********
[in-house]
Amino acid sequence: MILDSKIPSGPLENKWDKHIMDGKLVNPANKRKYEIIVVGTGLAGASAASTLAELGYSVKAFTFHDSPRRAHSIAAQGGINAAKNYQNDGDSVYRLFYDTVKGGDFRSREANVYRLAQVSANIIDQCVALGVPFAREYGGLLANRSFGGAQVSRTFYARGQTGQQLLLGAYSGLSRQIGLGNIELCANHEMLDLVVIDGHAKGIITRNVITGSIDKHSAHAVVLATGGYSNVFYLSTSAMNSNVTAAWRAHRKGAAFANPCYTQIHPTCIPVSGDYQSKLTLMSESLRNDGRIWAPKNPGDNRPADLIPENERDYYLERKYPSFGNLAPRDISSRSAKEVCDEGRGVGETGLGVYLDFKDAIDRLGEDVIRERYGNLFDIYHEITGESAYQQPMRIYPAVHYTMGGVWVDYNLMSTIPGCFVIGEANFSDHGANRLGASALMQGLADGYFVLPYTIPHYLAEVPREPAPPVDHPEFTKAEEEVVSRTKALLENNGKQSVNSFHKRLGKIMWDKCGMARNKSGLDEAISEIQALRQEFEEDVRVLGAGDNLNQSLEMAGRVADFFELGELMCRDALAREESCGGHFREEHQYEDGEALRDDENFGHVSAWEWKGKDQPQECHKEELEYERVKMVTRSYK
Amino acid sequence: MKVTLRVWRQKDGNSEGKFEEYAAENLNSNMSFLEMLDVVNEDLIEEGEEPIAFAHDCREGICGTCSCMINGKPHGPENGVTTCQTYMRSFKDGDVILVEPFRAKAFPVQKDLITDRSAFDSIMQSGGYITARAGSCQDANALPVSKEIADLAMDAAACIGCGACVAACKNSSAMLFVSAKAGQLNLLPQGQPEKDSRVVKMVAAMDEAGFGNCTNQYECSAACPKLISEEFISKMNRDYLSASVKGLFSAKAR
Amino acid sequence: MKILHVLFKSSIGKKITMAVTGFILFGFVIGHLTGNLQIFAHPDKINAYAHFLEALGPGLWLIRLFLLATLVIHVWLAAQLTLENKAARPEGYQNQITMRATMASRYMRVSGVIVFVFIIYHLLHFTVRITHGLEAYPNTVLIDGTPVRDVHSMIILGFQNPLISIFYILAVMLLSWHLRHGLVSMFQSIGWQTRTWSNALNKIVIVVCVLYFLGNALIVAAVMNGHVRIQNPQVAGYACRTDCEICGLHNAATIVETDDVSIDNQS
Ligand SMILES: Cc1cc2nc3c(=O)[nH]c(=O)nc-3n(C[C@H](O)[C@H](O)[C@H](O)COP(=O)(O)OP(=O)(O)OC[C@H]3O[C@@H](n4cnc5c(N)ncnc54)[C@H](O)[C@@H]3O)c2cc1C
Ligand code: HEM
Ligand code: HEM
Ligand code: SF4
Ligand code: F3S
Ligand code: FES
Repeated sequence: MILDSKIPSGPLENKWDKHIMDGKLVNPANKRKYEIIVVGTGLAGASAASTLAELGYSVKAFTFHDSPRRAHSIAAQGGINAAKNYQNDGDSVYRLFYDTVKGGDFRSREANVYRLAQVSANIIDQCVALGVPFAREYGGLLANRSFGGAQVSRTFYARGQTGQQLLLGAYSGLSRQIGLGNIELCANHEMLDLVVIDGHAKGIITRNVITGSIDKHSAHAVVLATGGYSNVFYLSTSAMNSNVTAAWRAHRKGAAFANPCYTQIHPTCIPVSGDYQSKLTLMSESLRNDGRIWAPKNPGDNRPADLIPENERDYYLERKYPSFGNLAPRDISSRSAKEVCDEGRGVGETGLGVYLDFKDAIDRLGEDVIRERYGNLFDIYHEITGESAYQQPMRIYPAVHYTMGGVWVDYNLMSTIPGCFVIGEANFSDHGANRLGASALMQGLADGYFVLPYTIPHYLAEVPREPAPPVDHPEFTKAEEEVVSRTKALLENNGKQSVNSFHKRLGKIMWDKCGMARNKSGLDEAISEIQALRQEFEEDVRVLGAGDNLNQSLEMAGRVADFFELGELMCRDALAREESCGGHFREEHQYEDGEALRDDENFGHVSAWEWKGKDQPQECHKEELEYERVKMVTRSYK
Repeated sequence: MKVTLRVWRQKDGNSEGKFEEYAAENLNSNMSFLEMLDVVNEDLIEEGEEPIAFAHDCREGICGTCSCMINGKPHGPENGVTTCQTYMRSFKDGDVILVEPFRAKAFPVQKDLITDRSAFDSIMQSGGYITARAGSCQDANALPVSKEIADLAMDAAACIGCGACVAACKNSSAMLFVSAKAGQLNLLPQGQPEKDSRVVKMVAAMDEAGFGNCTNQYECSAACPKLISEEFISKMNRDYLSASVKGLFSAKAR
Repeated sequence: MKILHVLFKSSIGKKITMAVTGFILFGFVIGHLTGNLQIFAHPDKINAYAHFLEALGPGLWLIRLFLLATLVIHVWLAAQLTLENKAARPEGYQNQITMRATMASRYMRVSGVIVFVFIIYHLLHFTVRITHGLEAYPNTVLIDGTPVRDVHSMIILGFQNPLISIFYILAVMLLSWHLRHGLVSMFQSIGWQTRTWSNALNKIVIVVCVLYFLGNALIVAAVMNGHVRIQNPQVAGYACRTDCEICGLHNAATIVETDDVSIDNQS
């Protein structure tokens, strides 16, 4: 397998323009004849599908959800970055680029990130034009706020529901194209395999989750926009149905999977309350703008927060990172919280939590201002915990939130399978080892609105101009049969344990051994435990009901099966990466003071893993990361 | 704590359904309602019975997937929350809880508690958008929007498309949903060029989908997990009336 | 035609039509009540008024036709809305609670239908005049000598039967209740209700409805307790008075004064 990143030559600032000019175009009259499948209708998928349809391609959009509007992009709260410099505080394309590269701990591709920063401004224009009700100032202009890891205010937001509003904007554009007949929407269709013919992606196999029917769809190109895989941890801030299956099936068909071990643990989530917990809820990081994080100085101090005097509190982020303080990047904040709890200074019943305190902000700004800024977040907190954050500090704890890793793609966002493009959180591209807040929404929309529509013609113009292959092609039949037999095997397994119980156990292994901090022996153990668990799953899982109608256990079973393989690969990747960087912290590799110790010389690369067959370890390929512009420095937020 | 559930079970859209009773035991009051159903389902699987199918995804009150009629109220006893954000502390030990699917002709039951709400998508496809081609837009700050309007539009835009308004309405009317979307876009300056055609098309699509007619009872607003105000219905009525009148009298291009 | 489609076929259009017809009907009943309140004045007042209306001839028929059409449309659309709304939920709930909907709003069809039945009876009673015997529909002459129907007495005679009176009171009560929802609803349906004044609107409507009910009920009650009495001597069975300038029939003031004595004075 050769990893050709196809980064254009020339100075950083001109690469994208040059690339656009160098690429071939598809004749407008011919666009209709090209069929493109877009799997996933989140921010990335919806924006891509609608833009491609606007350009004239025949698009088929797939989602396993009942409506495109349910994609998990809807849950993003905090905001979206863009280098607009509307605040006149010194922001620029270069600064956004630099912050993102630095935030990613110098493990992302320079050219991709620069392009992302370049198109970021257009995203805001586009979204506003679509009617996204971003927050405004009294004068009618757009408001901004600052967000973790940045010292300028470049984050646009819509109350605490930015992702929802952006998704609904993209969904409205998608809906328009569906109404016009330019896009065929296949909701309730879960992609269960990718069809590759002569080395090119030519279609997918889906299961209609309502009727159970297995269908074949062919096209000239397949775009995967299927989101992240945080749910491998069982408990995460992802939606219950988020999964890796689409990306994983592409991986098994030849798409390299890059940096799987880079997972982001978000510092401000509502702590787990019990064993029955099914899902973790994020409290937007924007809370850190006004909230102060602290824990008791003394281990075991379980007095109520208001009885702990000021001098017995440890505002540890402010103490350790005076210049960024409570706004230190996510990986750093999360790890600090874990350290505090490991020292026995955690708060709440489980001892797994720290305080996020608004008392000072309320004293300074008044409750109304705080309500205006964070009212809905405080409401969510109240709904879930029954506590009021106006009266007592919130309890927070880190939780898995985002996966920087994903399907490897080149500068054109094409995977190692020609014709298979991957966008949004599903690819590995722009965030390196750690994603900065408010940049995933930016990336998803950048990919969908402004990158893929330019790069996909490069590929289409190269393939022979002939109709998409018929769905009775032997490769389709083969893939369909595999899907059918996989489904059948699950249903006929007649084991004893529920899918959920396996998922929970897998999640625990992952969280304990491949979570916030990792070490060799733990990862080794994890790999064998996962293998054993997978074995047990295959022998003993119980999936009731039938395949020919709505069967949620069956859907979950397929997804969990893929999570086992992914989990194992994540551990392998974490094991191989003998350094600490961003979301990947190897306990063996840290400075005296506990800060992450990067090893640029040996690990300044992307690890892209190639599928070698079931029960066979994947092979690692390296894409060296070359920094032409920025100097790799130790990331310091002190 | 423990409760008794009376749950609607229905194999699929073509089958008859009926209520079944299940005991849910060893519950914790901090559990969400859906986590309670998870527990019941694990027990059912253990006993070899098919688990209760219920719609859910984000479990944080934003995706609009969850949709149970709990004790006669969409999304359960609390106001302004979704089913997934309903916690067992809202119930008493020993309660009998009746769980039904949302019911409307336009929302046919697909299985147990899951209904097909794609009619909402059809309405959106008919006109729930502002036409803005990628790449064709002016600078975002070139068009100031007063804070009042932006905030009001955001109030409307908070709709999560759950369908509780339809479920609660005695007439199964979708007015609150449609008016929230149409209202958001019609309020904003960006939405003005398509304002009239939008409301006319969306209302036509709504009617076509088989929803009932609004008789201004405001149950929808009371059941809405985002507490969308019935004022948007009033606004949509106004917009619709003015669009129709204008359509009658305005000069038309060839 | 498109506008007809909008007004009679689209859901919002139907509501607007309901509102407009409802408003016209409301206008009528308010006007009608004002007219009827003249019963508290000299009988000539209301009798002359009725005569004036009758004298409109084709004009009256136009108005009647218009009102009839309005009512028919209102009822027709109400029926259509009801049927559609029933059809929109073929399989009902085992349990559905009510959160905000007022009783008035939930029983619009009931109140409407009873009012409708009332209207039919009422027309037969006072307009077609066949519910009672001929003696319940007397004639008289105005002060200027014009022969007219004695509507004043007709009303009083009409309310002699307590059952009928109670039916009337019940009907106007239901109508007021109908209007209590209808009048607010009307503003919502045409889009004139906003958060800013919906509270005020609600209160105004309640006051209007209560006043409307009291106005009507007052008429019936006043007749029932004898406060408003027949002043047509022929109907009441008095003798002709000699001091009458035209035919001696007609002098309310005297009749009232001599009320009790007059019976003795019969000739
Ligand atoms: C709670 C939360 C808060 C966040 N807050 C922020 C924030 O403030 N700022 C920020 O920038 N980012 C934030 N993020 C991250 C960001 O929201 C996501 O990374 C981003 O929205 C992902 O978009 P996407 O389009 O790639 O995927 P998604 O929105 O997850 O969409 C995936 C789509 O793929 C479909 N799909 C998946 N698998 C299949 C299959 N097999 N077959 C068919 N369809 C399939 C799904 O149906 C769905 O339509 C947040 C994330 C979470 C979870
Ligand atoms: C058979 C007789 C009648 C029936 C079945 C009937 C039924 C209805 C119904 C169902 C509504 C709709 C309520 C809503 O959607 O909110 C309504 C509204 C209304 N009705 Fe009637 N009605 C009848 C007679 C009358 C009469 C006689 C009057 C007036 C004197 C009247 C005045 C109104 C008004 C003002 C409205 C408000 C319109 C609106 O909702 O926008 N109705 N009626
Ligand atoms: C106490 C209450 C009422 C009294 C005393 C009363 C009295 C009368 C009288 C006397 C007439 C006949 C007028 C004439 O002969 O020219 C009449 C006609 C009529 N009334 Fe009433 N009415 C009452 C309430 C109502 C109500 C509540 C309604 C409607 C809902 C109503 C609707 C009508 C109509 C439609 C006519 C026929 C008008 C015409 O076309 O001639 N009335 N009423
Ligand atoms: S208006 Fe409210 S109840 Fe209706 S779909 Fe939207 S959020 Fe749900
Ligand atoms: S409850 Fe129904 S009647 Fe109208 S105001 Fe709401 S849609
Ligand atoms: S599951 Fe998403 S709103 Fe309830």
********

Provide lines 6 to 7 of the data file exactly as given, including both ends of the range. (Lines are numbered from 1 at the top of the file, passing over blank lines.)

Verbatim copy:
Ligand code: HEM
Ligand code: HEM